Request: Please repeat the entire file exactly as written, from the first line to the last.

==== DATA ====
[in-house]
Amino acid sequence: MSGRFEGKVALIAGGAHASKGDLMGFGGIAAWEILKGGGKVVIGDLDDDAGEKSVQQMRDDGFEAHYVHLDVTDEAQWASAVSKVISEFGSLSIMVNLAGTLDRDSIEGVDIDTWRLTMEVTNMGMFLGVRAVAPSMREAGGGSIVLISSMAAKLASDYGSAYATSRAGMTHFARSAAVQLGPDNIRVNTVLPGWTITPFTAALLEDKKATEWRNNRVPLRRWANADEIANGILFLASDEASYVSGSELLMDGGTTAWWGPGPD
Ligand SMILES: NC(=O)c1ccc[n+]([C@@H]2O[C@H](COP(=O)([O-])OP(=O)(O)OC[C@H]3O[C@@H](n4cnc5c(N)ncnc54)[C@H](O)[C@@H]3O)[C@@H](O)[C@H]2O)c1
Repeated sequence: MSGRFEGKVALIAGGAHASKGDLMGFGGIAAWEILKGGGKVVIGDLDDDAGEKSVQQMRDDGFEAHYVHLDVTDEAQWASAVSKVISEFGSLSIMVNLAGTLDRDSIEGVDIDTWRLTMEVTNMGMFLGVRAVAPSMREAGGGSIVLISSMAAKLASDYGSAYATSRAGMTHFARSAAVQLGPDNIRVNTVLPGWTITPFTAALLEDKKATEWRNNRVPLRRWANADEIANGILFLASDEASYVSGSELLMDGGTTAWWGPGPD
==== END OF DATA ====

[in-house]
Amino acid sequence: MSGRFEGKVALIAGGAHASKGDLMGFGGIAAWEILKGGGKVVIGDLDDDAGEKSVQQMRDDGFEAHYVHLDVTDEAQWASAVSKVISEFGSLSIMVNLAGTLDRDSIEGVDIDTWRLTMEVTNMGMFLGVRAVAPSMREAGGGSIVLISSMAAKLASDYGSAYATSRAGMTHFARSAAVQLGPDNIRVNTVLPGWTITPFTAALLEDKKATEWRNNRVPLRRWANADEIANGILFLASDEASYVSGSELLMDGGTTAWWGPGPD
Ligand SMILES: NC(=O)c1ccc[n+]([C@@H]2O[C@H](COP(=O)([O-])OP(=O)(O)OC[C@H]3O[C@@H](n4cnc5c(N)ncnc54)[C@H](O)[C@@H]3O)[C@@H](O)[C@H]2O)c1
Repeated sequence: MSGRFEGKVALIAGGAHASKGDLMGFGGIAAWEILKGGGKVVIGDLDDDAGEKSVQQMRDDGFEAHYVHLDVTDEAQWASAVSKVISEFGSLSIMVNLAGTLDRDSIEGVDIDTWRLTMEVTNMGMFLGVRAVAPSMREAGGGSIVLISSMAAKLASDYGSAYATSRAGMTHFARSAAVQLGPDNIRVNTVLPGWTITPFTAALLEDKKATEWRNNRVPLRRWANADEIANGILFLASDEASYVSGSELLMDGGTTAWWGPGPD